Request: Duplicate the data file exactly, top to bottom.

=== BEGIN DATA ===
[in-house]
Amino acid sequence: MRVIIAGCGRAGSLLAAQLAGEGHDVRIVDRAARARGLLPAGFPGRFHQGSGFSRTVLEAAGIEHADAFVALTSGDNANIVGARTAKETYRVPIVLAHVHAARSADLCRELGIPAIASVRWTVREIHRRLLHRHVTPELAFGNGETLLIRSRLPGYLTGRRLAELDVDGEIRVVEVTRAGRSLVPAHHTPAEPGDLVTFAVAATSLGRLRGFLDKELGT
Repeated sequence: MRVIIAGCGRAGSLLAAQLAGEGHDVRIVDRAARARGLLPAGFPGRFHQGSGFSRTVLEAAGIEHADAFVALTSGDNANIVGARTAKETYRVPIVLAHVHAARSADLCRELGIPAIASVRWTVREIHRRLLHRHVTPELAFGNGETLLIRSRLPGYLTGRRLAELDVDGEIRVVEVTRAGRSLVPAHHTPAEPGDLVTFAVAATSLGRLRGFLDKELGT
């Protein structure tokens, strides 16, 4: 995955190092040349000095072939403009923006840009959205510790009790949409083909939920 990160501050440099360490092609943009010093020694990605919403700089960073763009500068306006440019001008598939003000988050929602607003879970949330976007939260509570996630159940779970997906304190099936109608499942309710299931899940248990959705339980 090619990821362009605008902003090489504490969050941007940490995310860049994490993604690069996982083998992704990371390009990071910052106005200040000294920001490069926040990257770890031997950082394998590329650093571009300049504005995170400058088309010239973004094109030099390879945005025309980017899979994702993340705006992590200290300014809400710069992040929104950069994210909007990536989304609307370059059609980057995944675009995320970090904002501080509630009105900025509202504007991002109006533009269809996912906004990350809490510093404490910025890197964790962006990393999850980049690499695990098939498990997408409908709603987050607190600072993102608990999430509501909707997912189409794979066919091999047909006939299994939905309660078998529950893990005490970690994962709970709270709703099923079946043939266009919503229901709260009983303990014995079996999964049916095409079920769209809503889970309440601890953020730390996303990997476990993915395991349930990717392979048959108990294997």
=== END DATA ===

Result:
[in-house]
Amino acid sequence: MRVIIAGCGRAGSLLAAQLAGEGHDVRIVDRAARARGLLPAGFPGRFHQGSGFSRTVLEAAGIEHADAFVALTSGDNANIVGARTAKETYRVPIVLAHVHAARSADLCRELGIPAIASVRWTVREIHRRLLHRHVTPELAFGNGETLLIRSRLPGYLTGRRLAELDVDGEIRVVEVTRAGRSLVPAHHTPAEPGDLVTFAVAATSLGRLRGFLDKELGT
Repeated sequence: MRVIIAGCGRAGSLLAAQLAGEGHDVRIVDRAARARGLLPAGFPGRFHQGSGFSRTVLEAAGIEHADAFVALTSGDNANIVGARTAKETYRVPIVLAHVHAARSADLCRELGIPAIASVRWTVREIHRRLLHRHVTPELAFGNGETLLIRSRLPGYLTGRRLAELDVDGEIRVVEVTRAGRSLVPAHHTPAEPGDLVTFAVAATSLGRLRGFLDKELGT
């Protein structure tokens, strides 16, 4: 995955190092040349000095072939403009923006840009959205510790009790949409083909939920 990160501050440099360490092609943009010093020694990605919403700089960073763009500068306006440019001008598939003000988050929602607003879970949330976007939260509570996630159940779970997906304190099936109608499942309710299931899940248990959705339980 090619990821362009605008902003090489504490969050941007940490995310860049994490993604690069996982083998992704990371390009990071910052106005200040000294920001490069926040990257770890031997950082394998590329650093571009300049504005995170400058088309010239973004094109030099390879945005025309980017899979994702993340705006992590200290300014809400710069992040929104950069994210909007990536989304609307370059059609980057995944675009995320970090904002501080509630009105900025509202504007991002109006533009269809996912906004990350809490510093404490910025890197964790962006990393999850980049690499695990098939498990997408409908709603987050607190600072993102608990999430509501909707997912189409794979066919091999047909006939299994939905309660078998529950893990005490970690994962709970709270709703099923079946043939266009919503229901709260009983303990014995079996999964049916095409079920769209809503889970309440601890953020730390996303990997476990993915395991349930990717392979048959108990294997």